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May
22
2018
Chance of a Thunderstorm
Tuesday
High 81° / Low 56°
Partly Cloudy
Wednesday
High 77° / Low 54°

Crafts Section :: Page 4

  • Bowling balls inspire local jewelry

    Villager Matt Cole creates original jewelry from the outer shell of bowling balls. His designs can be found online at http://www.matt-cole.com.

  • First Cyclops fest a spectacle

    Handmade craft vendors and far-flung visitors hung out on the Bryan Center front lawn on Saturday for the first Cyclops Festival, put on by local businesses Basho Apparel and Urban Handmade. See photos from the event.

  • Fêting the unique, handmade

    Do-it-yourself is the latest thing among the young and hip and two local trendsetters are throwing a new festival in its honor, at the first Cyclops Fest on Saturday, Sept. 17.

  • Cyclops Fest fosters Dayton DIY culture

    Do-it-yourself is the latest thing among the young and hip and will be on display at the first Cyclops Fest in Yellow Springs this weekend.

  • Spoons become art at new store

    Jose and Connie Soto recently opened Artistic Silver on Dayton Street at the site of the former Sugar Cubes. The store sells Jose’s original jewelry, along with other offerings. (Photo by Sehvilla Mann)

    A new jewelry store downtown has its origins in Jose Soto’s desire, 38 years ago, to capture the attention of a woman who would later become his wife.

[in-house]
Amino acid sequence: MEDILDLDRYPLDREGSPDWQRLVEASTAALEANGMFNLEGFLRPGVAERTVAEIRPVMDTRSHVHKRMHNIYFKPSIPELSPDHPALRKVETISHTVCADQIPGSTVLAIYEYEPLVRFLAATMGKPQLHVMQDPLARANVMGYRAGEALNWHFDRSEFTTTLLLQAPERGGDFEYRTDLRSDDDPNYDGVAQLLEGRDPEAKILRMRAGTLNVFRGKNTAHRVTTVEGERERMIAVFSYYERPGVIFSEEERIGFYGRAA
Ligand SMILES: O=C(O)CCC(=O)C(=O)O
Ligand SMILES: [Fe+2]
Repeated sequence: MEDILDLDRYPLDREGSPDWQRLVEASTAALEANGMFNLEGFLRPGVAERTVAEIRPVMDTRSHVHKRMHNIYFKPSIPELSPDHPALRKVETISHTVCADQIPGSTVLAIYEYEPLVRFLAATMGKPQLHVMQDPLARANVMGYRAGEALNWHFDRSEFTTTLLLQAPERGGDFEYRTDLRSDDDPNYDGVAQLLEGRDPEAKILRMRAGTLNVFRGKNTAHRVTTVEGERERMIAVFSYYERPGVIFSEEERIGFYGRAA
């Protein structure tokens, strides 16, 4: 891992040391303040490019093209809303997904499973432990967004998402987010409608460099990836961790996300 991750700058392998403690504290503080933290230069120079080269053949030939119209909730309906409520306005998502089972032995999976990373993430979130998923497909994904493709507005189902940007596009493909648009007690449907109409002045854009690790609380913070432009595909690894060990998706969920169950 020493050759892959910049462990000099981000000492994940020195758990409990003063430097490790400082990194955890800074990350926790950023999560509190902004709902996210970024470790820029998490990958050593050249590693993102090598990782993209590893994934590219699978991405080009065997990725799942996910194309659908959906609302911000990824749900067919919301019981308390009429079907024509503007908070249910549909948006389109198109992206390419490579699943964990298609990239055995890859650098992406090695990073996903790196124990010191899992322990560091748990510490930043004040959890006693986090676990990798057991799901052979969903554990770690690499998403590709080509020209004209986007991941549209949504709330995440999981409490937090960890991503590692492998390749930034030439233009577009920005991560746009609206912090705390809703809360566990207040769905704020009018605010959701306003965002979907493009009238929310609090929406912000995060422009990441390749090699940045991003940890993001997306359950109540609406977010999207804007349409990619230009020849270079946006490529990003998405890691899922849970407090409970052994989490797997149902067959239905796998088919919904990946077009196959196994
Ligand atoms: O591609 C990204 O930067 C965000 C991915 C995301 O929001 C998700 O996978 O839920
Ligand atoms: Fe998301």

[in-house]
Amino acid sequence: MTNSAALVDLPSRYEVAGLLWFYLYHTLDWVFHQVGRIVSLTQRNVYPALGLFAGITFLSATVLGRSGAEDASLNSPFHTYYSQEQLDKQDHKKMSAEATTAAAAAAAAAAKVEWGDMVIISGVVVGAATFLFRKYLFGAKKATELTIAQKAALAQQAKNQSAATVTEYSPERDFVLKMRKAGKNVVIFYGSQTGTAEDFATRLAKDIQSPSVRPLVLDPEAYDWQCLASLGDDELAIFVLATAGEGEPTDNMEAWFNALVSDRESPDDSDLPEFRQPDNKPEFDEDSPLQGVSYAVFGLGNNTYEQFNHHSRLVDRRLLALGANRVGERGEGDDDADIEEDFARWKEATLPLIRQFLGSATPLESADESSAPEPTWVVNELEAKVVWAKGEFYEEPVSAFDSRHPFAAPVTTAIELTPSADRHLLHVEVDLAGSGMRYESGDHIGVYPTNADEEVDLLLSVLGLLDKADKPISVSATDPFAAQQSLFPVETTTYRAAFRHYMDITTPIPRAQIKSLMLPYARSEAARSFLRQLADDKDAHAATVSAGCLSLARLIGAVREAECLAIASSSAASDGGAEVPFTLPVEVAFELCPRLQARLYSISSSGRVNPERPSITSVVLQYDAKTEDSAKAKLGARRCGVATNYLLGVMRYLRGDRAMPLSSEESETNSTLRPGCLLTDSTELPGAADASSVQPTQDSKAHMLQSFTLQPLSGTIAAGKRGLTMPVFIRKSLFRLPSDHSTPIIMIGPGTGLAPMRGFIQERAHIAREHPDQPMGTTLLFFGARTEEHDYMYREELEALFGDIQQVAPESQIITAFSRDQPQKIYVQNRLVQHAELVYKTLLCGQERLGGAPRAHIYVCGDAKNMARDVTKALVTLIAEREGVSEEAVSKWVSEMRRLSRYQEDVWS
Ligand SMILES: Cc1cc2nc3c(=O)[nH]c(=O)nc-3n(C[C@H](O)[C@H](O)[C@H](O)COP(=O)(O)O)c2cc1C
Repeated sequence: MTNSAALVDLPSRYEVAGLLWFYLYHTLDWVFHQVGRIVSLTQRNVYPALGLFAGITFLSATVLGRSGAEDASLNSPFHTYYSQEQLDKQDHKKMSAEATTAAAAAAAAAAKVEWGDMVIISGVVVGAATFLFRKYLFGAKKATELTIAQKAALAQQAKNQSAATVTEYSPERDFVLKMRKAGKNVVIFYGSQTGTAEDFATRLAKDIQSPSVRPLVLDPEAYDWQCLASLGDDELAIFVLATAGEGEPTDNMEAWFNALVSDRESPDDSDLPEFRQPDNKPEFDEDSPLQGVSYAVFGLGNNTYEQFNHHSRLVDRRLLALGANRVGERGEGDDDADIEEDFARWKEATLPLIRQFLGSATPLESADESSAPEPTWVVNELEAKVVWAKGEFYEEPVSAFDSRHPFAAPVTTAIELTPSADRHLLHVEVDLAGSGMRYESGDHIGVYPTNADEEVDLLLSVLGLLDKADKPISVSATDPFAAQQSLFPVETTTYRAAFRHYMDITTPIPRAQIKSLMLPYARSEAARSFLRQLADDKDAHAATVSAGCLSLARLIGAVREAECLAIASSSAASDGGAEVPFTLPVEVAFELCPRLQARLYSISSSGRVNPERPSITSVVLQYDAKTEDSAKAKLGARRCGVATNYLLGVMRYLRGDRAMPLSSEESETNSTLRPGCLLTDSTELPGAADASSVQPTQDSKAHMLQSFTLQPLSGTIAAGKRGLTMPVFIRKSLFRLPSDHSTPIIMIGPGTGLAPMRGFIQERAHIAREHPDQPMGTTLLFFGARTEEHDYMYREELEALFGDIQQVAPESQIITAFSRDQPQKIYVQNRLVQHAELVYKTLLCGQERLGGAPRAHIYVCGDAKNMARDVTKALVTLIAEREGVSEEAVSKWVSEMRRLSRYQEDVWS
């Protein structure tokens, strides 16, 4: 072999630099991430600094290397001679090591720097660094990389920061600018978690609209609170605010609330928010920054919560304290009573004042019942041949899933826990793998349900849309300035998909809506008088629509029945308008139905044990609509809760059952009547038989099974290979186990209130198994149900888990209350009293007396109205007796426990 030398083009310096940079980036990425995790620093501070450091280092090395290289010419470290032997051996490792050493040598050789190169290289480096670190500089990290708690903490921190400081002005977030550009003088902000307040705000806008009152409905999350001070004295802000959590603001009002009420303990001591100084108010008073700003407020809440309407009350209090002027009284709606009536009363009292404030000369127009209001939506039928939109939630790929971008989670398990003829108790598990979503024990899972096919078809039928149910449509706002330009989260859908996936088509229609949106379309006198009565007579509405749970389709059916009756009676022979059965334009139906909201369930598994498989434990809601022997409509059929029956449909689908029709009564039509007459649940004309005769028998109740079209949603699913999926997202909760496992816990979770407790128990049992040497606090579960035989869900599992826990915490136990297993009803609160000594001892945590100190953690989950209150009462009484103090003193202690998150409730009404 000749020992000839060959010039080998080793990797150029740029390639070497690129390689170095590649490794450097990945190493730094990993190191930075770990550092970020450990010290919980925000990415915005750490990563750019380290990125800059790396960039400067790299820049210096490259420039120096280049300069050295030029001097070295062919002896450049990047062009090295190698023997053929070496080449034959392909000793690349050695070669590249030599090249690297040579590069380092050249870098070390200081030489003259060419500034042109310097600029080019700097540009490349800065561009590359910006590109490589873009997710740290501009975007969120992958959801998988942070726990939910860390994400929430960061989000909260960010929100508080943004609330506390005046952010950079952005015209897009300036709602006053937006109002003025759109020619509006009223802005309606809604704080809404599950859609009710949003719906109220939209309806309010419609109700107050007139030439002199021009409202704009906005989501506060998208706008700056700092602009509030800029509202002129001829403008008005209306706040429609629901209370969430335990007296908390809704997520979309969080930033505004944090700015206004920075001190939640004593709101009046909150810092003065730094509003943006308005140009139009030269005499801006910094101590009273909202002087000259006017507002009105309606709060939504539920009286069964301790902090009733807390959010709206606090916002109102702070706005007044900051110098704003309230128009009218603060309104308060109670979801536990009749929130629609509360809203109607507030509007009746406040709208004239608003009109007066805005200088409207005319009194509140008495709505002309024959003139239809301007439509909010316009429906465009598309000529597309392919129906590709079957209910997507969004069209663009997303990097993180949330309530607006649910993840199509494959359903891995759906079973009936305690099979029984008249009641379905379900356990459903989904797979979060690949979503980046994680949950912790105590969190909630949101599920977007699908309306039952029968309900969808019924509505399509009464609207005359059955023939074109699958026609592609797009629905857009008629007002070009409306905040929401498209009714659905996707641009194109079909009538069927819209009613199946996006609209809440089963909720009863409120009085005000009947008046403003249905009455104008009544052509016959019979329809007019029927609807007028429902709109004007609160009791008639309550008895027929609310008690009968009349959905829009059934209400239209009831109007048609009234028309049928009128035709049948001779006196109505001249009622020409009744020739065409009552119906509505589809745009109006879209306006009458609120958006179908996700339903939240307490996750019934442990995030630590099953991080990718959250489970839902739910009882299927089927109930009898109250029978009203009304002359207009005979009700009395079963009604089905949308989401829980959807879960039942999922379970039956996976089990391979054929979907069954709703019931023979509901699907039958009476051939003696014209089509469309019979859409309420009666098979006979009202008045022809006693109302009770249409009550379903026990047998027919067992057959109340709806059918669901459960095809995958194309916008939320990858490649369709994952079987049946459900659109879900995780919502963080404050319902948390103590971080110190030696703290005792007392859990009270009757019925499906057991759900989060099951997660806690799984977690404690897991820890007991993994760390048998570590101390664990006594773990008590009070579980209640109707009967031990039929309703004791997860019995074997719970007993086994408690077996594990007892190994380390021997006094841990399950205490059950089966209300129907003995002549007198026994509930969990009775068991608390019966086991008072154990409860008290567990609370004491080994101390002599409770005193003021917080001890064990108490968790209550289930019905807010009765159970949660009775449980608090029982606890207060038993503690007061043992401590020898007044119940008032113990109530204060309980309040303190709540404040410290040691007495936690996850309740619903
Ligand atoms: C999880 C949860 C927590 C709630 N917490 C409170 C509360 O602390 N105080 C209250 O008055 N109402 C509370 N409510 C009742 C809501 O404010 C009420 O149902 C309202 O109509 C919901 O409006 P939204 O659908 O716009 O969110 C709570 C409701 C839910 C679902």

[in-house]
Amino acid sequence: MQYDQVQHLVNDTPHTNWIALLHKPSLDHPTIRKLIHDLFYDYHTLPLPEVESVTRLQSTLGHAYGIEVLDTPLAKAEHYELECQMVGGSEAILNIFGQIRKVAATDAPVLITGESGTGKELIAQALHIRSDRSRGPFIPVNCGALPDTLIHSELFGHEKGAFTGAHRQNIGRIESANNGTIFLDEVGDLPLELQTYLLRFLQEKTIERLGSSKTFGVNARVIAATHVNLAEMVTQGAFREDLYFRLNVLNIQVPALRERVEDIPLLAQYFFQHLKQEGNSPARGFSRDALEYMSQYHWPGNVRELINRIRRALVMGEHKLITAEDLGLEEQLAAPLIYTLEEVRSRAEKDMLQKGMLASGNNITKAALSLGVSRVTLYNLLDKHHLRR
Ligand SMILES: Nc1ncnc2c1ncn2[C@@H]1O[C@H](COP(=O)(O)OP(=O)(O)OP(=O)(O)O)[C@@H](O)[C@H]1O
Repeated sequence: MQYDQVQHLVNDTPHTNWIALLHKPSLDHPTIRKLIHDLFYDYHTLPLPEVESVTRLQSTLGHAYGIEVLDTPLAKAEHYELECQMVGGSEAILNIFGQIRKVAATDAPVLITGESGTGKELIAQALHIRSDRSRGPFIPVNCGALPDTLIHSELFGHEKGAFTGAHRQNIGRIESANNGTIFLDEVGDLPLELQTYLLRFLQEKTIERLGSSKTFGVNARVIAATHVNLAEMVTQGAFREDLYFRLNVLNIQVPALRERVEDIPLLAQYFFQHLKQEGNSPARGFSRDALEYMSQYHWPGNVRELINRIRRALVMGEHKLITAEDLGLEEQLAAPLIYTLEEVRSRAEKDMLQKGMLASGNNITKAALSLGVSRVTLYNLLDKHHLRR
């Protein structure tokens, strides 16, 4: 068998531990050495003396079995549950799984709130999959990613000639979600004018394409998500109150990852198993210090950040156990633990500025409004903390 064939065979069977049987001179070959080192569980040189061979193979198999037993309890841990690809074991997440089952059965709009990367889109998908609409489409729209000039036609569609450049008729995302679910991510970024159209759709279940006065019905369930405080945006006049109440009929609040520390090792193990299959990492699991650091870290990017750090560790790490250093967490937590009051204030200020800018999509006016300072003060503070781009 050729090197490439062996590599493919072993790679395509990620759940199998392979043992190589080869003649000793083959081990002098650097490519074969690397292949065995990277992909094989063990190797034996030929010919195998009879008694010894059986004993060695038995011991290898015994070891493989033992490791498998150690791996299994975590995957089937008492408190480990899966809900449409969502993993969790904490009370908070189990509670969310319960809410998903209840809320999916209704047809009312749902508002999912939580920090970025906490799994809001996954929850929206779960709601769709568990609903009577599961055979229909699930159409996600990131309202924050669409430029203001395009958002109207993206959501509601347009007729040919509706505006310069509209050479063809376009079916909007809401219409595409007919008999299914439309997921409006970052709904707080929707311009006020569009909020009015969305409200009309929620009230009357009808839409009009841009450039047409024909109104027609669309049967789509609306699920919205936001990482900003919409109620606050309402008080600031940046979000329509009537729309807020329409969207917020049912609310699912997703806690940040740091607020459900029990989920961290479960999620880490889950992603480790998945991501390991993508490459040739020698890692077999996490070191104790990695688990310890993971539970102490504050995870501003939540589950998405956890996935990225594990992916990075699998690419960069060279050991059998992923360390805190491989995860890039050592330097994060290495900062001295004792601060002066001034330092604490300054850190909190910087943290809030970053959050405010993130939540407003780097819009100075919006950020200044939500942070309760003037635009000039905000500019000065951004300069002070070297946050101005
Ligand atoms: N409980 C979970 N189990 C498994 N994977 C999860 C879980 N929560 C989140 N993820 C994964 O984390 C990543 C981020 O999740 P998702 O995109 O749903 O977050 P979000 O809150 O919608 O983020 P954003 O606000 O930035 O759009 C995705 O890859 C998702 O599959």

• Local pottery features new work

    Miami Valley Pottery completed the most recent firing of functional ceramic pots in the pottery’s large wood kiln last week.

  • Macbeth offers up the Oten for sale

    After several decades of creating art with the bricks and mortar at his Xenia Avenue Oten Gallery, Alan Macbeth is putting his building on the market. The Yellow Springs Arts Council resides in part of the building, and the Asian Collection rents another space. MacBeth lives in a basement apartment.

    The brick archways of the Oten Gallery have been a labor of love and obsession for Alan Macbeth, the owner and creator of the distinctive structure on Xenia Avenue. But after several years testing the sound of his voice saying he feels ready to sell, he is sure that he is no longer in a position to steward his master work.

  • Weavers thread custom crafts

    Ruth Flory, right, weaves gift bags from used plastic grocery bags while Cindy Carbone, center, and Debbie Hogue, left, work their looms. (Photo by Megan Bachman)

    Weavers darted their shuttles through looms, spun dog hair into thread and taught their craft to newcomers as part of the Yellow Springs Experience on Tuesday.

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